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Today in Denmark: A roundup of the news on Tuesday

Michael Barrett
Michael Barrett - [email protected]
Today in Denmark: A roundup of the news on Tuesday
The new Ikea superstore in central Copenhagen opens on Wednesday. Photo: Emil Nicolai Helms/Ritzau Scanpix

Parties criticise minister’s China visit, hate crime in focus and could AI be used to bolster the health service? Here’s the news from Denmark on Tuesday.


Left-wing party wants to make it easier to report hate crimes 

The left-wing party Red Green Alliance (Enhedslisten) says is should be made easier to report hate crimes by adding a separate section about such offences on the paperwork used to file complaints with police.

“This is a tool for the police that will make sure hate crimes will be treated as such by the police,” the party’s spokesperson for justice and equality Rosa Lund told newspaper Kristeligt Dagblad.

A justice ministry survey has shown that 12,000 people were victims of hate-motivated violence in 2020, while the National Police registered 635 hate crime cases the same year. That shows that many hate crimes are not investigated as such, Lund argued.

The party also wants hate crimes to be an obligatory part of police training.

Vocabulary: hadforbrydelse – hate crime 


Foreign minister travels to China as opposition parties express concern

Foreign Minister Lars Løkke Rasmussen is scheduled to travel to Shanghai and Beijing today, where he will sign a new programme of cooperation between Denmark and the Asian superpower.

Rasmussen has stated that Denmark has had a “too naïve” approach to China in the past, but that it remains in the Nordic country’s interest to have a good relationship with Beijing.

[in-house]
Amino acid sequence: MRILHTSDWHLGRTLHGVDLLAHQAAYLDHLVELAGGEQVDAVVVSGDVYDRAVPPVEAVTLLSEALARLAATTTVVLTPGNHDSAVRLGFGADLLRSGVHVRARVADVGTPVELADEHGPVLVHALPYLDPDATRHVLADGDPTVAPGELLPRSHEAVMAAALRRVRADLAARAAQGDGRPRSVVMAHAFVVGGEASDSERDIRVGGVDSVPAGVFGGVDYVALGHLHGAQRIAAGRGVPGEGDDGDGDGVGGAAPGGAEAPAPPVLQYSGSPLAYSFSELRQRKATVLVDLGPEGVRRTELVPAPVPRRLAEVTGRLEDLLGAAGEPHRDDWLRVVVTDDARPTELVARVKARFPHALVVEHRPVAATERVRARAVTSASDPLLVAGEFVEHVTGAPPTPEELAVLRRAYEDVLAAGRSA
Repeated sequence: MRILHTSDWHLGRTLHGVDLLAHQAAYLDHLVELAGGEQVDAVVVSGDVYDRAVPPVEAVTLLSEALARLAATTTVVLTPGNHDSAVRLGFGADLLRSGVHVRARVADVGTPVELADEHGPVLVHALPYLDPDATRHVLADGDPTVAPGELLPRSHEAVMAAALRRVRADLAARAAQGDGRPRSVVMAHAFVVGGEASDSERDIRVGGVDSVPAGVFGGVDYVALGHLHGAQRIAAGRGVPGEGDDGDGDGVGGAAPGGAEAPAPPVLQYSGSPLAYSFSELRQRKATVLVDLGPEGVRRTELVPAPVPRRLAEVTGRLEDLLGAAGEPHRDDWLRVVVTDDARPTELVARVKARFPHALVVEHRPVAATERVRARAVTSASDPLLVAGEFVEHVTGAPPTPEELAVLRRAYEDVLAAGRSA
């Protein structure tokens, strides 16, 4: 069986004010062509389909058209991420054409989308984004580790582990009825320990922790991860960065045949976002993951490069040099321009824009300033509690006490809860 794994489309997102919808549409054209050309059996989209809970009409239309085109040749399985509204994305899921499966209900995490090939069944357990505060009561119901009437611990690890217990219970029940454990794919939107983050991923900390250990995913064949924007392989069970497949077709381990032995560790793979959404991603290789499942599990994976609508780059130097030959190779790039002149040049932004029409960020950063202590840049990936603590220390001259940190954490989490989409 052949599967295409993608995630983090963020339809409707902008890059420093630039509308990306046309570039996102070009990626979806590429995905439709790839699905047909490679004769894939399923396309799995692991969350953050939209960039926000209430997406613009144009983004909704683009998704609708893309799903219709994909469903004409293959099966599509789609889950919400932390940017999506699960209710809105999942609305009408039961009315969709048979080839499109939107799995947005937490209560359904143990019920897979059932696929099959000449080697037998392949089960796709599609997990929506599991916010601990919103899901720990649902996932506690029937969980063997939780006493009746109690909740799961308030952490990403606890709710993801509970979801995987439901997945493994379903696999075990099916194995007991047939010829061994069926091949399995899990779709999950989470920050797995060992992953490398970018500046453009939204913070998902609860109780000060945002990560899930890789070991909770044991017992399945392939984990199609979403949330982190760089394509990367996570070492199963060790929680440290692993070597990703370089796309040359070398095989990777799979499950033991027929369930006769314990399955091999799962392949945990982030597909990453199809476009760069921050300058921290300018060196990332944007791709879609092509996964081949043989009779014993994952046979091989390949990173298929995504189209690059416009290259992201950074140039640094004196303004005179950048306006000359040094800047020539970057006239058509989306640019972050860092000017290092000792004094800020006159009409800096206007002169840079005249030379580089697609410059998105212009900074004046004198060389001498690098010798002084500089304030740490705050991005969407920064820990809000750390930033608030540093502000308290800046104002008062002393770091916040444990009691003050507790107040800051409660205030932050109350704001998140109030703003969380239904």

The trip has been backed by the Confederation of Danish Industry, which says that Denmark’s trade with China is crucial.

The libertarian right-wing party Liberal Alliance has criticised Rasmussen’s visit and said that China regularly fails to comply with international treaties and threatens Taiwan.

“We should be careful about becoming too dependent on states and regimes that don’t wish us well,” the party’s foreign spokesperson Henrik Dahl said.

Three other parties – the national conservative Danish People’s Party and Denmark Democrats, and the centre-left SF – have also been critical of the visit by Rasmussen, with the former party’s leader Morten Messerschmidt saying China “supports some of the worst regimes in the world”.

Vocabulary: samarbejdsprogram – partnership programme


Minister talks up AI as solution for health staff shortage

Health minister Sophie Løhde says in an interview with newspaper Berlingske that she will set aside a fund of 500 million kroner to develop the use of AI in the health service, as well as to improve home health care.

“If we don’t see technology as one of the most important ways to may our health service more robust, then patients will get a worse treatment and staff will be overrun by patients,” Løhde said.

The comments come after doctors at the Zealand University Hospital in Køge successfully trialled AI by using supercomputers to produce treatment programmes for cancer patients. Only one out of 112 patients involved in the trail was readmitted, according to broadcaster DR.

Vocabulary: kunstig intelligens – artificial intelligence

Police issue warning after 'dangerous' medicine stolen from hospital

Copenhagen Police have issued a warning to the public after a large quantity of various types of medicine was stolen from Bispebjerg Hospital.

The stolen medicines can be lethal if ingested in large quantities, police said in social media posts following reports of the theft.

Medicinal items stolen include plasters and tablets that include drugs such as morphine, methadone and fentanyl. All three are used for painkilling purposes by hospitals.

“It can be very dangerous, potentially lethal in fact if you consume the drugs in excessive quantities,” Copenhagen Police senior officer Martin Finderup said.

Vocabulary: dødsfarlig – lethal


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